To adjust the color of the restorations, they were layered with chroma stains (VITA AKZENT Plus® CHROMA STAINS, VITA North America), and a fast glaze cycle was performed at 895 °C in a furnace (VITA VACUMAT® 6000, VITA North America). Next, a thin layer of highly fluorescent porcelain (VITA VM9 EFFECT LINER, VITA North America) was applied to the facial cutback and fired at 945 °C. This facilitates a stronger bond between the veneering porcelain and the zirconia substructure. After this firing cycle was completed, the first buildup of porcelain was initiated using a base dentin shade (VITA VM9 [1M2], VITA North America) around the gingival third. Next, a 1M1 base dentin shade was layered in the middle third, followed by a 0M3 base dentin shade on the line angles and a 1M2 base dentin shade in the middle incisal third. These same steps were then repeated with a thinner layer of a TRANSPA dentin shade (VITA VM9 TRANSPA DENTINE, VITA North America) to full contour. The restorations were then minimally cut back for incisal characterization. A blue/gray modifier (VITA VM9 EFFECT ENAMEL [EE9], VITA North America) was placed on the incisal edges of the restorations, and a blue modifier (VITA VM9 EFFECT ENAMEL [EE10], VITA North America) was placed on the distal and mesial aspects of the incisal edges. To create depth and contrast, a small amount of mamelon material (VITA VM 9 MAMELON [MM1], VITA North America) was placed over the more chromatic middle incisal half. Finally, a mixture comprising two-thirds enamel material (VITA VM9 ENAMEL [ENL], VITA North America) and one-third blue/gray modifier was layered in a thin veneer over the facial two-third aspects of the restorations. Once the buildups were complete, they were fired at 910 °C with a 30-second hold time.

The second (and final) buildup was accomplished using a cervical enamel shade (VITA VM9 EFFECT ENAMEL [EE5], VITA North America) at the gingival third, a white opal shade (VITA VM9 EFFECT OPAL [EO2], VITA North America) at the height of contour and line angles, and a neutral, translucent shade (VITA VM9 EFFECT ENAMEL [EE2], VITA North America) in the middle third. Finally, the white opal shade was applied on the incisal edge, and the restorations were fired again at 910 °C with a 30-second hold time.

Following the final buildup, the restorations were then glazed and fired at a lower temperature of 895 °C to preserve the anatomy and create an eggshell satin finish that mimicked the patient's natural dentition (Figure 14). A diamond polishing paste was used for the final finishing. After the seating, contours, occlusion, and esthetics were verified, the case was sent back to the clinician's office where the same factors were evaluated.

During the delivery appointment, the provisional restorations were removed and the abutments were polished using a fine grit pumice. The final restorations were seated and individually checked for marginal adaptation. Radiographs were taken to verify the seating. The provisional, screw-retained implant crowns were also removed (Figure 15 and Figure 16), and the custom titanium healing abutments were delivered. After copies of the abutments for the implant crowns were made (Figure 17), all of the restorations were tried in together, and the interproximal contacts, occlusal contacts, phonetics, esthetics, centric occlusion, and anterior guidance were verified. Once patient approval was obtained, the implant crowns were luted with temporary resin cement (Retrieve, Parkell), and the rest of the restorations were luted with resin cement (RelyX Unicem Self-Adhesive Universal Resin Cement, 3M). After the excess cement was removed, the occlusion was verified and detailed postoperative instructions were given. Both intra- and extraoral photographs of the completed case were taken, and optical impressions were obtained for the fabrication of an occlusal guard (Figure 18). Intraoral scanning was performed (TRIOS®3 Wireless Cart, 3Shape) on both arches, and conventional interocclusal records were obtained in an open-mouth position. Using the optical scan data, models were created (Figure 19) with a 3D printer (Form 2 3D Printer, FormLabs), and all of the records were sent to the laboratory for fabrication of a digital splint (Figure 20). The prepared and seated lower and upper arches can be seen in Figure 21 through Figure 24.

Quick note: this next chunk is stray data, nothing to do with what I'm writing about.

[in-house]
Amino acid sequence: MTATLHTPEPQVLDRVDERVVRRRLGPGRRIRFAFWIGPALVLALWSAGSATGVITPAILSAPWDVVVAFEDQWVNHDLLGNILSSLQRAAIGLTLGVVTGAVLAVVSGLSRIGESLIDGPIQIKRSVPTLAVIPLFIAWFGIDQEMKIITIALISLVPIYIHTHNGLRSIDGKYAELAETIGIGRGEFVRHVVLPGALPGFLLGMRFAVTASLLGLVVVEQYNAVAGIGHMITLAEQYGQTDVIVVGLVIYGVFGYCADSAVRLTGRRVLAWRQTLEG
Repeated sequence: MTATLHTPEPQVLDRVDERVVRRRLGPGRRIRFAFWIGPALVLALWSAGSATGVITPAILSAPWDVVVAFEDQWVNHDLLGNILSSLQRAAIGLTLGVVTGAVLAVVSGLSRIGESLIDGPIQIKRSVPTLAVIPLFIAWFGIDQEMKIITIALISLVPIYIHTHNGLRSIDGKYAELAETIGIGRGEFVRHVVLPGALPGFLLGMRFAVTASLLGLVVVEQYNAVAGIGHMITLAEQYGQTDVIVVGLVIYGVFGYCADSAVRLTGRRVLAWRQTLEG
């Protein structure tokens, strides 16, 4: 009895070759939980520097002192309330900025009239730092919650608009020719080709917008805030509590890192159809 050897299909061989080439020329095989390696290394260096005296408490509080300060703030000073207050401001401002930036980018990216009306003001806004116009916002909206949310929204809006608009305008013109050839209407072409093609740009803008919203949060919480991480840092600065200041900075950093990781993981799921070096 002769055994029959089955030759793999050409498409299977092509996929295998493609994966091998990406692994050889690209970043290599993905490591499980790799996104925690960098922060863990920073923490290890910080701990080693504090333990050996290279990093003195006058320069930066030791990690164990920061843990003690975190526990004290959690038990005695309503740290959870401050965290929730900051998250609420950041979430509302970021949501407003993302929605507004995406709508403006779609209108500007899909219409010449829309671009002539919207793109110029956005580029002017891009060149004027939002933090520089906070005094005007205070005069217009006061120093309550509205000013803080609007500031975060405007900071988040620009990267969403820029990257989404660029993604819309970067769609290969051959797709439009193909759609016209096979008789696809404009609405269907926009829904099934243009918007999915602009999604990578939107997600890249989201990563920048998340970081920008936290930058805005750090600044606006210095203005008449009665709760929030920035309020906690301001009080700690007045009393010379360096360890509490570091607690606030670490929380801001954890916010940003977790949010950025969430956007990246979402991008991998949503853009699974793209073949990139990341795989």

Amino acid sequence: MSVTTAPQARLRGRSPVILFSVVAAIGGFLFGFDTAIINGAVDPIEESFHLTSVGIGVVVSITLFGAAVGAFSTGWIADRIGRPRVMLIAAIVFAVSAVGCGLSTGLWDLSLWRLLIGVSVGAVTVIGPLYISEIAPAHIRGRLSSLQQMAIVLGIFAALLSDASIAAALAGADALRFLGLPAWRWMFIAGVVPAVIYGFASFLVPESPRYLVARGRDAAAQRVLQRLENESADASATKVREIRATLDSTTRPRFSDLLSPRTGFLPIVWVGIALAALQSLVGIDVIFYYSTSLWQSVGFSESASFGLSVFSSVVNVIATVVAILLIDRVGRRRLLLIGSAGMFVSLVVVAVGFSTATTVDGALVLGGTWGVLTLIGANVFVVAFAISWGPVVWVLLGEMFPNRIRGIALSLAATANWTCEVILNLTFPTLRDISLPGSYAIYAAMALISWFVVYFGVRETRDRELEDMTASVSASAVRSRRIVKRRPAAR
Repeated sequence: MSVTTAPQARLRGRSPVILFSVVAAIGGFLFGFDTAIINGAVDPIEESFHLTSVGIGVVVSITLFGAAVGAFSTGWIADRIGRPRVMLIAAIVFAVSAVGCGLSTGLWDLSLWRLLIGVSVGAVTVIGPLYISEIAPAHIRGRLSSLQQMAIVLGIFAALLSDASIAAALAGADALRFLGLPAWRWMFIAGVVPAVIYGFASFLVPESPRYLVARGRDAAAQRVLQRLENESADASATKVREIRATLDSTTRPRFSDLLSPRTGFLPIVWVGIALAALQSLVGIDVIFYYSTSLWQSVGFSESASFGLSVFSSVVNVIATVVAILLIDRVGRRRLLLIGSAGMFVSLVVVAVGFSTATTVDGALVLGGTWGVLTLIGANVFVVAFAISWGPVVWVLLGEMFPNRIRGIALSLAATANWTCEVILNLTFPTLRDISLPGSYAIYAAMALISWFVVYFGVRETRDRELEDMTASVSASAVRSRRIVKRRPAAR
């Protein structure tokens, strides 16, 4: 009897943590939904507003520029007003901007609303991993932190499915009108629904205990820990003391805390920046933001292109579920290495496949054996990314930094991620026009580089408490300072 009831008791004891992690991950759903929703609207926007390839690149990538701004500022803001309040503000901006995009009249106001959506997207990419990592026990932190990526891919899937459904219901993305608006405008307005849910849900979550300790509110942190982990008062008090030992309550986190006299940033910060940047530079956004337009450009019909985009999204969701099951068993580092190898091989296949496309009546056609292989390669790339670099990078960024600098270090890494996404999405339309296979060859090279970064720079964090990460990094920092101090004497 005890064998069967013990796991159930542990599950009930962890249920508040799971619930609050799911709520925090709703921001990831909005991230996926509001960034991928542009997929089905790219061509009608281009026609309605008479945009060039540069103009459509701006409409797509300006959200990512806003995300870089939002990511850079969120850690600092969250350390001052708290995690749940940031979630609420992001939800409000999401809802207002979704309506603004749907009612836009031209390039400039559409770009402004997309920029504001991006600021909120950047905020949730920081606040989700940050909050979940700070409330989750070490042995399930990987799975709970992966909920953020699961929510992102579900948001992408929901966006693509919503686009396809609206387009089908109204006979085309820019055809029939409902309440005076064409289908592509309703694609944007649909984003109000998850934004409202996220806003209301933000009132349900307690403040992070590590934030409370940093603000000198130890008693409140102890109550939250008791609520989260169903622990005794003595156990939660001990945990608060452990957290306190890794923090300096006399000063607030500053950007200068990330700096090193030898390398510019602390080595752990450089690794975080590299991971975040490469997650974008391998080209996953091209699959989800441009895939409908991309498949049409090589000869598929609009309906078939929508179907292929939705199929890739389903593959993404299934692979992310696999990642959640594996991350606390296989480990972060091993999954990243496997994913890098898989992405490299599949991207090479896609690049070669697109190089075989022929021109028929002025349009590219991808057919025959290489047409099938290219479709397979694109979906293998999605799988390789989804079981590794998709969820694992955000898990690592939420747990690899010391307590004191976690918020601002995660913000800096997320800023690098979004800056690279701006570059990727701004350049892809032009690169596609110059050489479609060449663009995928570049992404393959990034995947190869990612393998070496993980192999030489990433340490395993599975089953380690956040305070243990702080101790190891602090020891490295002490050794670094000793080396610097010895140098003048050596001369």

Conclusion

Excellent communication between the clinician and ceramist is key to clinical success. The process of additive and subtractive manufacturing in dentistry has gained a lot of traction. With improved accuracy, affordability, and established workflows, digital dentistry has significantly improved efficiency and consistency in both the clinical and laboratory environments. However, fundamental concepts in fixed prosthodontics are also critical to success. The value of facebow, occlusal, and centric relation records have been well-documented throughout the years.19,31-33 New algorithms to incorporate these records are constantly being developed in software modules. A thorough understanding of conventional prosthodontic concepts enables a symbiotic workflow incorporating traditional and digital dentistry.

Disclosure

Mr. Williams lectures for VITA North America. He did not receive an honorarium for this contribution to Inside Dentistry.

About the Authors

Druthil Belur, BDS, DMD, MS, CDT
Prosthodontist
San Francisco, California
Owner
Dental Lavelle
Bengaluru, India

Bobby Williams, CDT
Owner
Synergy Ceramics Dental Studio
Plano, Texas